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Global Flipchart


March 2017
| Issue #7

Business growth in facilitation: grow in the direction of your dreams

By Rebecca Sutherns

As a facilitator and strategist, I spend considerable time helping leaders ensure that their strategies align with their mission and values to increase their impact. As an entrepreneur, it’s time to apply that lens to my own aspirations for business growth.

Let’s first examine how we can measure growth. Traditional metrics for tracking business growth typically include increased gross or net revenue, increase in clients and projects and increase in staff.

In a facilitation firm, the following might be considered: greater complexity of projects, higher day rate, repeat engagements, and more sole-sourced work.

But what about growth in the quality of work completed? Or an increase in my confidence as a facilitator, or in the reputational currency I enjoy with my clients? Or an upswing in flexibility and independence, as I balance paid work with other priorities? And what if I’m actually more interested in personal growth than business growth? Or if, heaven forbid, I’m not sure I want my business to grow at all?

Measuring growth by what motivates you

It is worth examining what we are trying to grow in our business and why. Motivations vary widely and success can take many forms, often influenced by personality, culture and gender.

For example, empirical evidence from Canada suggests that female entrepreneurs tend to value success criteria related to work-life balance and personal fulfillment far more highly than male entrepreneurs, with no gender difference in the importance attributed to desired financial outcomes or in actual business performance. At its core, business growth is therefore more a question of values than of metrics or tactics.

Ask yourself what you want to see more of: in your business, in yourself and in the world. Your answer will point to indicators of growth that are truly important to you. Go after those. Because your measures of success will likely differ from other people’s, so too will your pathways to achieving them. And reaching those growth milestones will yield far greater satisfaction for you than appropriating externally imposed definitions of success.

Growth metrics can change

In my journey as a solopreneur facilitator thus far, my aspirations for growth have reflected my season of life more than any measures that loan officers or shareholders would likely recognise.

At first, success meant finding ways to challenge my brain and use my skills while giving priority to parenting four busy kids. My main filter for choosing a project was whether I could squeeze it into our busy calendar. (I’m available? I’ll take it). I barely thought of my business as a business at that time – it was more a series of projects that helped me stay sane. (People will pay me for that? Bonus). Business growth was not explicitly on my radar. I was grateful for intellectually stimulating, socially meaningful work, but not particularly ambitious to see it expand.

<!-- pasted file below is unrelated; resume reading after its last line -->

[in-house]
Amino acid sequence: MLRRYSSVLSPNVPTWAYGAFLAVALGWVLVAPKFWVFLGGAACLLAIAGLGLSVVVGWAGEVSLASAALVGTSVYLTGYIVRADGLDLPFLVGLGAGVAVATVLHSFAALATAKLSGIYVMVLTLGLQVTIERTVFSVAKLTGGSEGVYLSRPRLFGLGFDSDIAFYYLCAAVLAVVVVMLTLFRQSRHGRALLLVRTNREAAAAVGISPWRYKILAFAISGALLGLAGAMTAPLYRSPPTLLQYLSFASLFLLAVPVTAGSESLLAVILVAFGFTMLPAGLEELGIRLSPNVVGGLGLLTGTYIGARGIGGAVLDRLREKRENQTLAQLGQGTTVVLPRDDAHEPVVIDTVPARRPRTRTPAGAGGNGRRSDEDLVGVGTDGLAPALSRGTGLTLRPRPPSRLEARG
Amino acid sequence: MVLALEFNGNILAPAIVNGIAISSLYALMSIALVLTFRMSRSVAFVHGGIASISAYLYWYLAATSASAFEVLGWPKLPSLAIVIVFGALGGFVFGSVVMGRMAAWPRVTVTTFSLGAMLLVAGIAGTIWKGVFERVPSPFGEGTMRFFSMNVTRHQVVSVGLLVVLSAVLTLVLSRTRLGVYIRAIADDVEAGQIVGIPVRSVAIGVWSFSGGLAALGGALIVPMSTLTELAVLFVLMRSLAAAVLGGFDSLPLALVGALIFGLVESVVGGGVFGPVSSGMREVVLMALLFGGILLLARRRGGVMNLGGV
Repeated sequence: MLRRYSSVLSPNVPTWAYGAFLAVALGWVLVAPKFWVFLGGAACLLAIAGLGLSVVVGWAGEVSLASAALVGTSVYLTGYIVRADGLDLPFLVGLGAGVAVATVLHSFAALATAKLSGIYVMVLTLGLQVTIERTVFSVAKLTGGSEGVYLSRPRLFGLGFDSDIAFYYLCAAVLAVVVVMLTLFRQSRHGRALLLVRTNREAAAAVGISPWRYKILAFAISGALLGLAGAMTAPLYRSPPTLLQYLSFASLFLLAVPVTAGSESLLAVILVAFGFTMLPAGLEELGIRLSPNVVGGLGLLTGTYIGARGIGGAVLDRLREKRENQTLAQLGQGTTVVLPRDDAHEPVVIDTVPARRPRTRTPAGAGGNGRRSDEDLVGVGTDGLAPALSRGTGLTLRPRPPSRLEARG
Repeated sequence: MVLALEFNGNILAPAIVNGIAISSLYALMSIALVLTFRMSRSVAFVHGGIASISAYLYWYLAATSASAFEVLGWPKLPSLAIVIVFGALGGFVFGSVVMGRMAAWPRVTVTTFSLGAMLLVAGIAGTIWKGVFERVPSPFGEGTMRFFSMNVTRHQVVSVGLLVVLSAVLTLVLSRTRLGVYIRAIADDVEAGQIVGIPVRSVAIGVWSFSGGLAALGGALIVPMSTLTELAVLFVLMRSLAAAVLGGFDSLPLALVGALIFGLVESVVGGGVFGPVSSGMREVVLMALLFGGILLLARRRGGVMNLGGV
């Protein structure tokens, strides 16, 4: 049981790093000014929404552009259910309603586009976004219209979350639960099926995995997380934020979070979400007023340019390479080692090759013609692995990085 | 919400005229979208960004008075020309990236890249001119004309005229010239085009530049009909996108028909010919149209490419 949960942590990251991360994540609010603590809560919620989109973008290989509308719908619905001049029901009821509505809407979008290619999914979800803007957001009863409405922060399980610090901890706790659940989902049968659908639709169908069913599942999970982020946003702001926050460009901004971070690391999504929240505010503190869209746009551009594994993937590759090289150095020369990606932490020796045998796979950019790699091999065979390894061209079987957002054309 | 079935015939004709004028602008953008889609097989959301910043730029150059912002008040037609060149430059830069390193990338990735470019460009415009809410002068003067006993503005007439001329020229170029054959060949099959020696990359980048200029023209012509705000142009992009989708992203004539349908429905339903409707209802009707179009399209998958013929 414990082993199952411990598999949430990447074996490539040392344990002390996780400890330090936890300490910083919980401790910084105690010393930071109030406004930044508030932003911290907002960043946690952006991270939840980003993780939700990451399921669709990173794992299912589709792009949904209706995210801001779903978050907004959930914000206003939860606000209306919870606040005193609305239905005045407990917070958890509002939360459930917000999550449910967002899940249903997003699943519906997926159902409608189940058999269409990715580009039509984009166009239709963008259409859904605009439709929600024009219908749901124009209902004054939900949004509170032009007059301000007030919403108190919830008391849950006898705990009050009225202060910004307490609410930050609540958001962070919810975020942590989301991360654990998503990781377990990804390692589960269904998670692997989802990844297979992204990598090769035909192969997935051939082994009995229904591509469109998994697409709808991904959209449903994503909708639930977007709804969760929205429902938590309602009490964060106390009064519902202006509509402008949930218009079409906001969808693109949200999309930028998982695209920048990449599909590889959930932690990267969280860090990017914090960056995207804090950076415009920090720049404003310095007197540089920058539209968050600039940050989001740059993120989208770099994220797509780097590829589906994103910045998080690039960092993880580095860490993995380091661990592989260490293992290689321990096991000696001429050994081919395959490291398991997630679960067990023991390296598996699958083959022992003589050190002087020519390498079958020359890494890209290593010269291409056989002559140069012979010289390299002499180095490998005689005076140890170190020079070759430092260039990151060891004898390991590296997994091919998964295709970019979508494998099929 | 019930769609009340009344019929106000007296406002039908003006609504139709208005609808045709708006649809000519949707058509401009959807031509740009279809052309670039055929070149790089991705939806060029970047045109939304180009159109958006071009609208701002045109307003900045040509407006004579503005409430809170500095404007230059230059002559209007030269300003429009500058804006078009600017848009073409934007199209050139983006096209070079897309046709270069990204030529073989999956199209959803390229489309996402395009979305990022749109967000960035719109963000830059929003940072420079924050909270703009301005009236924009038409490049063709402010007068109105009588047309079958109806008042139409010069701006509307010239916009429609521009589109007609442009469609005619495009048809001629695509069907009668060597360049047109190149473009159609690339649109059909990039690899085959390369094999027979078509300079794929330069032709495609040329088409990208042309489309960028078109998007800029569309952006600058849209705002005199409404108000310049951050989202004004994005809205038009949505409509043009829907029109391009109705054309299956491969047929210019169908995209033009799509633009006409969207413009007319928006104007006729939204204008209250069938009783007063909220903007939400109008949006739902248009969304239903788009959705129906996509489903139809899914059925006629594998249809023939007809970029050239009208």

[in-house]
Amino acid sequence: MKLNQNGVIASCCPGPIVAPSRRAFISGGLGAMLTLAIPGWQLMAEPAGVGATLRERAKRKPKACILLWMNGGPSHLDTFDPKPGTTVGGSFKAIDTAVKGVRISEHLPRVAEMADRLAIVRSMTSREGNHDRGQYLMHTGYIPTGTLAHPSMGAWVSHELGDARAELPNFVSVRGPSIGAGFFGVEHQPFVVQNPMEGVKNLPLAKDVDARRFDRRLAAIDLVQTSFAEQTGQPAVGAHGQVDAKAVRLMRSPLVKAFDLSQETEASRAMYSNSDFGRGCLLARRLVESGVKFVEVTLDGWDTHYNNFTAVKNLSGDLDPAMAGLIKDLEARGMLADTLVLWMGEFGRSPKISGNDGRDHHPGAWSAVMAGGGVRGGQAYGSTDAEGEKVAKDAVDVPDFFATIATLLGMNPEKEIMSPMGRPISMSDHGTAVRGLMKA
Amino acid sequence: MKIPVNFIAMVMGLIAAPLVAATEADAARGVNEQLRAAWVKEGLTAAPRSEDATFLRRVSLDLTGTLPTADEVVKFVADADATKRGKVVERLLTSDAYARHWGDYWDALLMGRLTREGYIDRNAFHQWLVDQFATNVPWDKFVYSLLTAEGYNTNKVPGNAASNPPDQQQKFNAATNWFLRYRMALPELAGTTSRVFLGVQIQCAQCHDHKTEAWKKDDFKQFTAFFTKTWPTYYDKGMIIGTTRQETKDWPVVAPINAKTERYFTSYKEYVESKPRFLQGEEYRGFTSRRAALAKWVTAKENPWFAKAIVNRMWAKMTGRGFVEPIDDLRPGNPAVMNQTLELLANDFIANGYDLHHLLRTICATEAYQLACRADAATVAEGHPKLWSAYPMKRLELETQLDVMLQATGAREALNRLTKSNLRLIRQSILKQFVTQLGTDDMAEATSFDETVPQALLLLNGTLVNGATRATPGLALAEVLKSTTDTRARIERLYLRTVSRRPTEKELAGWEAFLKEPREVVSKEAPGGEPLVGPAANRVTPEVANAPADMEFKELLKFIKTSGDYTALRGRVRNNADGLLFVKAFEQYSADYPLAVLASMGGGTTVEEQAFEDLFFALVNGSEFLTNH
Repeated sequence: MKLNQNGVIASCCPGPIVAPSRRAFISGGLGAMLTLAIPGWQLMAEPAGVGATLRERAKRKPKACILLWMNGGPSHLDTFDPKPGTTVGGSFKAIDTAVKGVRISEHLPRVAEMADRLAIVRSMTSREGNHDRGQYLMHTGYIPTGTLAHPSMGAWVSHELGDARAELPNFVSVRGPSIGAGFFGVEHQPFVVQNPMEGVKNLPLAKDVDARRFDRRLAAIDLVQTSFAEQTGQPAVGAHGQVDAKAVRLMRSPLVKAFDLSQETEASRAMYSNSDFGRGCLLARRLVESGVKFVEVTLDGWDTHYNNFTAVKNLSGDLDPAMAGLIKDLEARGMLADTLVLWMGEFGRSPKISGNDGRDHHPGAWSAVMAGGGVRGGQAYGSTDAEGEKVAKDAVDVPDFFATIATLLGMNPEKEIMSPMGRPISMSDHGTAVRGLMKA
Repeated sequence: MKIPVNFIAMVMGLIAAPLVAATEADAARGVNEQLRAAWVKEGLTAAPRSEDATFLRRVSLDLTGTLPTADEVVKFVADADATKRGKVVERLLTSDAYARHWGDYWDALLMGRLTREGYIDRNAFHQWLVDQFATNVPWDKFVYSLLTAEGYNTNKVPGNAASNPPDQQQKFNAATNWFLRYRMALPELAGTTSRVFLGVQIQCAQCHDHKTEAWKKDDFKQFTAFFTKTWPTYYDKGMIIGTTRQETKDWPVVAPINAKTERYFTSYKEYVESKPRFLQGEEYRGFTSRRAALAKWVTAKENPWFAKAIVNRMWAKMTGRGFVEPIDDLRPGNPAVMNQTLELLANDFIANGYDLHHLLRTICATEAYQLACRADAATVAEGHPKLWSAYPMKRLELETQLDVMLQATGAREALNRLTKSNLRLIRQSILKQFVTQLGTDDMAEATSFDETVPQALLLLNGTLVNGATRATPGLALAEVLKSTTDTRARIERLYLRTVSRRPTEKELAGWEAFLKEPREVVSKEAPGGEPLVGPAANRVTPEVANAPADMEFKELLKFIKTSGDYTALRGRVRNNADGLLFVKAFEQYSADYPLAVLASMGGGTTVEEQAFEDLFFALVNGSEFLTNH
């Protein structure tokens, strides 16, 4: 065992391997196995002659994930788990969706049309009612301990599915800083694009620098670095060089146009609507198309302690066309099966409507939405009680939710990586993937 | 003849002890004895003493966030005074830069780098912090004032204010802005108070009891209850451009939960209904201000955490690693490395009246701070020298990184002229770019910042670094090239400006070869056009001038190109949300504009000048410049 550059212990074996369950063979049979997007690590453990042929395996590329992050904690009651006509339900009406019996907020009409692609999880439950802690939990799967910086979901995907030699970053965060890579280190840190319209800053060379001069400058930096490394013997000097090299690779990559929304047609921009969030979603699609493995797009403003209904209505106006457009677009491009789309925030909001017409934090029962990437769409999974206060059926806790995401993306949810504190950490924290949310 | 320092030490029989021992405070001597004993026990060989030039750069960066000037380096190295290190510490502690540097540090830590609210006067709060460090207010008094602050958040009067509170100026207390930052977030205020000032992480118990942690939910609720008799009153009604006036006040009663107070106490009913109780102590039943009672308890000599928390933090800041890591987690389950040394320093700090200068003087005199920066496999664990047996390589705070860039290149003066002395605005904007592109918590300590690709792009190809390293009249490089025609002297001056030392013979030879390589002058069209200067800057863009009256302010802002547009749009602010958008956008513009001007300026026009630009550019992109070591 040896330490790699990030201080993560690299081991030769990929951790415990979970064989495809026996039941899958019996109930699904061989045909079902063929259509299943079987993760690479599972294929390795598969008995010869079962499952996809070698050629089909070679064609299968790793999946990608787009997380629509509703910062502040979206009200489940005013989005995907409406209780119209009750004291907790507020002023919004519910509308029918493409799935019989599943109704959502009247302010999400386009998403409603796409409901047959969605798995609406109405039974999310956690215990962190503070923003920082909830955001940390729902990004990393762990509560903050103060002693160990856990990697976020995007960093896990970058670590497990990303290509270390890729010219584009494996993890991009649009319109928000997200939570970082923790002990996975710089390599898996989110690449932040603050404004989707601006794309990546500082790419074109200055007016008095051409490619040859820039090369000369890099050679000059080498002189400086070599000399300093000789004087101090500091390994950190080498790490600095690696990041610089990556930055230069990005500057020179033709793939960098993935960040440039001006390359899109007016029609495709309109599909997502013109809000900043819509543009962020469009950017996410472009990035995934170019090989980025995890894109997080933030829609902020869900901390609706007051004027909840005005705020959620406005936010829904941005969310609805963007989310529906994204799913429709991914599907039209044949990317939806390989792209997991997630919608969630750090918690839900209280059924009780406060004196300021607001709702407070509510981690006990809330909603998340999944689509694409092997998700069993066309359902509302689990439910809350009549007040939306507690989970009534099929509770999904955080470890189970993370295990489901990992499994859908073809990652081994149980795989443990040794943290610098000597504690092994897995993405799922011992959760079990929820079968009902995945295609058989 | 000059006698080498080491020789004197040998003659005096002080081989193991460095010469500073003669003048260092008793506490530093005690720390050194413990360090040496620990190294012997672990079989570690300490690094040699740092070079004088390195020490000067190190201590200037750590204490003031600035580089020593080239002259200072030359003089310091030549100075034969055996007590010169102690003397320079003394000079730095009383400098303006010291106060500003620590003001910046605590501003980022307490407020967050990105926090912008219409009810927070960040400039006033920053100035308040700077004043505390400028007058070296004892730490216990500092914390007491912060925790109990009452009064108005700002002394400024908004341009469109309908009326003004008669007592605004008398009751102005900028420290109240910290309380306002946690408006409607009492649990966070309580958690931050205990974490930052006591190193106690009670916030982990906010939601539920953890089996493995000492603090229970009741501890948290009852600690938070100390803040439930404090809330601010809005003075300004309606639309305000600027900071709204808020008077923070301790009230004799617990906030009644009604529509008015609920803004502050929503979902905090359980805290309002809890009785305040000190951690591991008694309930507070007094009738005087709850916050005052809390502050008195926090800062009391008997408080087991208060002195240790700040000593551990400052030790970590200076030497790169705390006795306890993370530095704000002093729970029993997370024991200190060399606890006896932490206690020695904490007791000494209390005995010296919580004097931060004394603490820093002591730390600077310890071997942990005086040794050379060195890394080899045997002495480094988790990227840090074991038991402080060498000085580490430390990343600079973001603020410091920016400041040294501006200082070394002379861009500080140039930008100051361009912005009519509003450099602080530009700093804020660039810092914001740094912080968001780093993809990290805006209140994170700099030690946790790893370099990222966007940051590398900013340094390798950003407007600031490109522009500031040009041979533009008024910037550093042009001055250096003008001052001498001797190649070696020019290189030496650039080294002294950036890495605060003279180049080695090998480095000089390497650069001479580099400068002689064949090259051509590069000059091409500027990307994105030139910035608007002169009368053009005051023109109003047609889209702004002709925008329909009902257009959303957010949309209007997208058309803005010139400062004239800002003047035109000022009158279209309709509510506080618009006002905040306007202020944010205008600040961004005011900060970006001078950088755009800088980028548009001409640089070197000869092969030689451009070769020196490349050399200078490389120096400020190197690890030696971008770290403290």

The stories we tell ourselves are enormously powerful in shaping our behaviour. That way of framing “success” in my business – securing interesting work that fit well into the complex puzzle of busy parenting – drove me for longer than it probably needed to. Now, as my family responsibilities shift, I find myself consciously revising my narrative about my desired model of business growth. It’s an ongoing struggle to keep that emerging vision aligned with what is important to me.

For example, I help people collaborate effectively for a living, yet I am not as collaborative in my own practice as I would like to be. With more work than I can handle alone, traditional business growth models would suggest I hire staff. I may yet do so. But for now, I am exploring other more flexible models of collaboration that will allow me to stay focused on the facilitation work that I enjoy more than business management. Business coaches have recommended I raise my prices in the face of rising demand for my services and scarcity of my time. I may yet do that too, but not without a sober assessment of the implications of that decision on my loyal, lower-budget clients. Business growth targets are thus a manifestation of vision and values.

Growth implies change. Embracing it requires courage. As a twenty-year veteran of the facilitation industry, there are times I still make rookie mistakes. One is letting the dominant business culture shape my understanding of valuable work. Another is believing that this old dog can’t learn new tricks. So I have, at long last, crafted renewed strategic goals for my own business for 2017. I can see them from my desk. They aren’t fancy, but they resonate with me. They remind me that it’s never too late to [re]define growth and success, and then to pursue those aspirations – mine - unapologetically and with passion.

Rebecca Sutherns, PhD CPF is the founder and CEO of Sage Solutions, a facilitation and strategic planning firm based in Guelph, Ontario, Canada. She offers strategic clarity and time well spent to the community benefit sector, instructs courses in facilitation skills and stakeholder engagement, and is a sought-after speaker and coach.

Rebecca is leading a workshop at the IAFNAC Conference in West Palm Beach, Florida in May 2017 titled The Business of Facilitation, where you can continue this discussion.